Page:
Nigerians have recently been introduced to the popular MMM scheme. The controversial scheme who most “savvy investors” refer to as either a ponzi or pyramid scheme has garnered a lot of support from those who participate in it. Operators of the scheme in Nigeria have also not been ashamed to defend it vehemently despite the warning of the Security and Exchange Commission (SEC) that it did not recognize such a scheme.

It’s quite easy to understand why a lot of people defend this scheme. Firstly, it is highly profitable and very easy to understand. All you need to do is deposit money into someone’s account and then wait patiently for one more for someone else to deposit money into yours with an interest of about 30% in one month. No investment or business out there can beat such return.

Bua group

The second reason of course is the fear that it could actually blow up if the media and critics in the social media continue to write negatively about it. This is because the scheme relies heavily on new incomers to sustain so the more circumspect  people are to invest, the higher the rate of failure for the scheme which could mean millions of naira lost for early investors.

So what does it look like if this scheme fails? Luckily it is easy to find out. MMM is new in Nigeria but not new in Africa or indeed the world. A trip down to South Africa provides us an idea of what could happen if things go bad and early investors stop coming.

Just a few months ago (March 2016), MMM crashed in South Africa, forcing the scheme to reset. As such, members of the scheme who had invested and were awaiting their returns lost millions of rands. According to this article from a South African Website Fin24. Here is the full article as culled from the website including comments from frustrated investors.

MMM resets system causing panic among members

Cape Town – MMM SA members stand to lose thousands of rands after their accounts were frozen and the mavros points system was reset due to a lack of new money entering the alleged pyramid scheme.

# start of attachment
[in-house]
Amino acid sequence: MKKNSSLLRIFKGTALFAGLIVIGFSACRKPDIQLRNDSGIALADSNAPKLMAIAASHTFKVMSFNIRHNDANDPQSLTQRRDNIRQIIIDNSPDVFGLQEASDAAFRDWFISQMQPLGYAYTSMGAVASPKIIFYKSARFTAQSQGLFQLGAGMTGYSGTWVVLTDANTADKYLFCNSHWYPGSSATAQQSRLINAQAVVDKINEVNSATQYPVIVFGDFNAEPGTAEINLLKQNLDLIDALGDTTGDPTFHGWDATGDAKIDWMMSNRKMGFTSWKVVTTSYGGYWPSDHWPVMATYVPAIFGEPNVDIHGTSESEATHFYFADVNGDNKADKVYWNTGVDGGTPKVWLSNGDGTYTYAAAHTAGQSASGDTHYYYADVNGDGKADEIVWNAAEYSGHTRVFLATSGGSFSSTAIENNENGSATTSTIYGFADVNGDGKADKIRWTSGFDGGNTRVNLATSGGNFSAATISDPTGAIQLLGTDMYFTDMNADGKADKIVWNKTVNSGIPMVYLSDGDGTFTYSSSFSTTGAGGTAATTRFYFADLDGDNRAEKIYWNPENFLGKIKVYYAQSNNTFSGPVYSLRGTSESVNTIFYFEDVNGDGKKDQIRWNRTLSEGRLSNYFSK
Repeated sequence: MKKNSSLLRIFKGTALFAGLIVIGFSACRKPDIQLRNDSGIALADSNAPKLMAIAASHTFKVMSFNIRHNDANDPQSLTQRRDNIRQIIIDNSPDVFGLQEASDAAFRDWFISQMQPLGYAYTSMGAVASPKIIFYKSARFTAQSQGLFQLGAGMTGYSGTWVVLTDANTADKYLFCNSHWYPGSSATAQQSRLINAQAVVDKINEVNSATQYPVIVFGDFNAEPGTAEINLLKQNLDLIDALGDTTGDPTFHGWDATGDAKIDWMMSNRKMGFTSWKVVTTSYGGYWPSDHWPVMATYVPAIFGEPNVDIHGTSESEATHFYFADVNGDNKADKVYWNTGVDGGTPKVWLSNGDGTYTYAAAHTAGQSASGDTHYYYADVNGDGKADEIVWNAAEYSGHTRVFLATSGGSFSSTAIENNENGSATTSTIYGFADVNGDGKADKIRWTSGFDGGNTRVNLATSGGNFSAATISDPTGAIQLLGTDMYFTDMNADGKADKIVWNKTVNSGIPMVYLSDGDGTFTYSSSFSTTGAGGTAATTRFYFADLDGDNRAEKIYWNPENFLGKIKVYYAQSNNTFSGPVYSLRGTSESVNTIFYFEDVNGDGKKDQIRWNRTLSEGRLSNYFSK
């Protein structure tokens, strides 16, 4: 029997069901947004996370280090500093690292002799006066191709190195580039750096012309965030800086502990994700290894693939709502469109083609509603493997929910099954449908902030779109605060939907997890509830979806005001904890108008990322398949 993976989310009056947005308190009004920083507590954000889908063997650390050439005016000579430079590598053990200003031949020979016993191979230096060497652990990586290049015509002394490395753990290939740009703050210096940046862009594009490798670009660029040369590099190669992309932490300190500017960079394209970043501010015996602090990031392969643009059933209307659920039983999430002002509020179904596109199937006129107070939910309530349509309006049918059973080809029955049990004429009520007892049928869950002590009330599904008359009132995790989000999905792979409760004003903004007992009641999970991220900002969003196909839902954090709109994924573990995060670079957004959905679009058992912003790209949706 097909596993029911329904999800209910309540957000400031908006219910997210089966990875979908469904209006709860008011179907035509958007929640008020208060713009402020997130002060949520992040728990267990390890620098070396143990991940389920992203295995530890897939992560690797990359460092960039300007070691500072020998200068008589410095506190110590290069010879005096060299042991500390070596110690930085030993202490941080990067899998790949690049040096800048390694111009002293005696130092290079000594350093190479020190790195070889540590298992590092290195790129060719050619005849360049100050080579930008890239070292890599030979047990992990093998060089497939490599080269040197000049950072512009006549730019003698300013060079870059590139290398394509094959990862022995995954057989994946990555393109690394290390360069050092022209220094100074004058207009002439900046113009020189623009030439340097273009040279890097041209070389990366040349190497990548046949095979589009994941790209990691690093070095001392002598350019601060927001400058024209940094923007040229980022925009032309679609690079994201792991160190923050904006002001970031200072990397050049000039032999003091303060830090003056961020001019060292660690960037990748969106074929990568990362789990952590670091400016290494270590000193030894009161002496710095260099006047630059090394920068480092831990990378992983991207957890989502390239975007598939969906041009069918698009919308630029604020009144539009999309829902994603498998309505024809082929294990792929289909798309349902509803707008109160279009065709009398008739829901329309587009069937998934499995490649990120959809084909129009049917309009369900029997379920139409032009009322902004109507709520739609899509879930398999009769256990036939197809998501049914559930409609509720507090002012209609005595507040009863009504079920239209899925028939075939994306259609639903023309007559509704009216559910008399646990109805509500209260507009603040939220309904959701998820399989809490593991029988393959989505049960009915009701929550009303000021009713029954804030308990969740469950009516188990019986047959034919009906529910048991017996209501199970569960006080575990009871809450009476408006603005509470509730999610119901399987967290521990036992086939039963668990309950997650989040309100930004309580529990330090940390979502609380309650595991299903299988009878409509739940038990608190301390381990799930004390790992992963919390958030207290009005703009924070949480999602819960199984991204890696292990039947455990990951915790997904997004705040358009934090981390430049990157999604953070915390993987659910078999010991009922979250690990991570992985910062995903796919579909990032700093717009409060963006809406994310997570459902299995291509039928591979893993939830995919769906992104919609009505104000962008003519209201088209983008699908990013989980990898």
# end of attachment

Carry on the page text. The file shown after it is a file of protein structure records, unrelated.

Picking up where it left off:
Anonymous leaders of the South African wing of the alleged Russian pyramid scheme blamed “media panic” for the reboot on April 30.

MMM SA told members: “We have to declare a restart and start all over again. We have no choice.”

MMM members have voiced their concern on social media, with one claiming he is set to lose R30 000.

Facebook user BM Abinet said the last time he checked he had 35 798 mavros (which is equivalent to the rand currency), “but now the system says my old mavros is 5 798, so where’s my R30 000?”

MMM SA told members that all mavros from before April 30 were frozen and were now called “old mavros” and that “any operations with them are impossible”.

“With the development of the system, we will send 10% of total input to pay back the ‘old’ mavros.

“According to the experience of other countries, we can definitely say that in the normal course of events all the old mavros debts will be paid off in about six months.”

It said “new mavros (mavros bought from the moment of this announcement) are introduced. You can use them on a common basis to ‘acquire’ and ‘withdraw’ them at any time.”

“We will quickly pay off ‘old’ mavro debts, no doubt about it. You just have to wait.”

The same message was given to another alleged SA pyramid scheme Kipi, which last paid out “dreams” to its members in 2015. The system is very similar to MMM, but instead of “donations”, it uses “dreams”.

Kipi, also known as Mydeposit241, is one of several schemes under investigation by the National Consumer Commission. Others include WorldVentures, Make Believe, NMT Investments, Instant Wealth Club, Sikhese (Pty) Ltd and Wealth Creation Club.

Facebook user NK Njokweni wrote in April 2016: “Talk about Kipi because people are waiting for their money since December.”

MMM SA members are promised between 30% and 40% in returns for paying other people money on request. This donation model has been described as a pyramid scheme by most financial experts and is being investigated by the Directorate for Priority Crime Investigation (Hawks) as such.

It has also being described as a stokvel, which it is not, according to the National Stokvel Association of SA. It is not regulated by the SA Reserve Bank or any other regulator, so members who lose money won’t be able to seek justice.

However, the Hawks has requested the public to report the scheme to the police should they have a complaint. This will assist them in their investigation.

Facebook user EN Zamadlomo said: “What’s up with MMM with inability to pay our money, but want us to provide help how? Is MMM going down?”

Facebook user IO Oluhle said: “Something is not right. What’s going on? Where is our money? My dashboard is wiped clean.”

Facebook user I Maja said: “Mine too is wiped out. MMM systems have been frozen. Is it the end of MMM?”

Facebook user DM Luzitu said: “How am I going to take back my money, what am I going to tell people who get in behind me? Please help me.”

Responding to users querying what had happened to their promised future “donations”, a MMM member said: “To all members who requested ph (provide help) and they did not make any payment, your orders will be automatically cancelled because they are restarting from old mavros to new. So please if your request to ph is cancelled kindly make new ph with same amount or more again.

“We will not gh (get help) for two weeks because of we still updating the system. If you requested any gh and your order is not out yet, may you kindly cancel the requests because you will not be given any order for the next two weeks.